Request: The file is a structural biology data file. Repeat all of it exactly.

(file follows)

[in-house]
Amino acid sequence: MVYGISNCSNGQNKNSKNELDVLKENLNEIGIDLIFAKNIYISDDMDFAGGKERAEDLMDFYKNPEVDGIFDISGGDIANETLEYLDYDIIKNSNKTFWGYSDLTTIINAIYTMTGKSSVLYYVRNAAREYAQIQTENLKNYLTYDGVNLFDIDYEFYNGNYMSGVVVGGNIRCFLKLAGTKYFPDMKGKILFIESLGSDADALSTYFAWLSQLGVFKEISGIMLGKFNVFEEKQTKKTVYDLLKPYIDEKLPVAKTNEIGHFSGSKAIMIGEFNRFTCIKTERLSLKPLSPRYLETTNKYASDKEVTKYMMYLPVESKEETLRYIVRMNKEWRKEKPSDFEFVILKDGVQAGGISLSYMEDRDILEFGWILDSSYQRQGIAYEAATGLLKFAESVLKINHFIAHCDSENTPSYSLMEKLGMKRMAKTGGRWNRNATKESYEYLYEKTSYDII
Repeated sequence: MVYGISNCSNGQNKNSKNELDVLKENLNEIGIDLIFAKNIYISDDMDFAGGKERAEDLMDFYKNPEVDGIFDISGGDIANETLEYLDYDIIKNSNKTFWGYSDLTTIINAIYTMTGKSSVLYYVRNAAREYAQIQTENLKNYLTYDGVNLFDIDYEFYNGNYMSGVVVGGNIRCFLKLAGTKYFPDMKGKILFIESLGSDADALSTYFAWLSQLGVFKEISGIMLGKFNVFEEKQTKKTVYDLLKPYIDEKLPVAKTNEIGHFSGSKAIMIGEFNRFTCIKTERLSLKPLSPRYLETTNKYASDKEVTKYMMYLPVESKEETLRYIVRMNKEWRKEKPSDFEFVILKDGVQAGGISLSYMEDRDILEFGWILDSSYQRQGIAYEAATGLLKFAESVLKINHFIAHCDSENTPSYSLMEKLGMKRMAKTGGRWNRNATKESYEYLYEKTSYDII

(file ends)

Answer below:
[in-house]
Amino acid sequence: MVYGISNCSNGQNKNSKNELDVLKENLNEIGIDLIFAKNIYISDDMDFAGGKERAEDLMDFYKNPEVDGIFDISGGDIANETLEYLDYDIIKNSNKTFWGYSDLTTIINAIYTMTGKSSVLYYVRNAAREYAQIQTENLKNYLTYDGVNLFDIDYEFYNGNYMSGVVVGGNIRCFLKLAGTKYFPDMKGKILFIESLGSDADALSTYFAWLSQLGVFKEISGIMLGKFNVFEEKQTKKTVYDLLKPYIDEKLPVAKTNEIGHFSGSKAIMIGEFNRFTCIKTERLSLKPLSPRYLETTNKYASDKEVTKYMMYLPVESKEETLRYIVRMNKEWRKEKPSDFEFVILKDGVQAGGISLSYMEDRDILEFGWILDSSYQRQGIAYEAATGLLKFAESVLKINHFIAHCDSENTPSYSLMEKLGMKRMAKTGGRWNRNATKESYEYLYEKTSYDII
Repeated sequence: MVYGISNCSNGQNKNSKNELDVLKENLNEIGIDLIFAKNIYISDDMDFAGGKERAEDLMDFYKNPEVDGIFDISGGDIANETLEYLDYDIIKNSNKTFWGYSDLTTIINAIYTMTGKSSVLYYVRNAAREYAQIQTENLKNYLTYDGVNLFDIDYEFYNGNYMSGVVVGGNIRCFLKLAGTKYFPDMKGKILFIESLGSDADALSTYFAWLSQLGVFKEISGIMLGKFNVFEEKQTKKTVYDLLKPYIDEKLPVAKTNEIGHFSGSKAIMIGEFNRFTCIKTERLSLKPLSPRYLETTNKYASDKEVTKYMMYLPVESKEETLRYIVRMNKEWRKEKPSDFEFVILKDGVQAGGISLSYMEDRDILEFGWILDSSYQRQGIAYEAATGLLKFAESVLKINHFIAHCDSENTPSYSLMEKLGMKRMAKTGGRWNRNATKESYEYLYEKTSYDII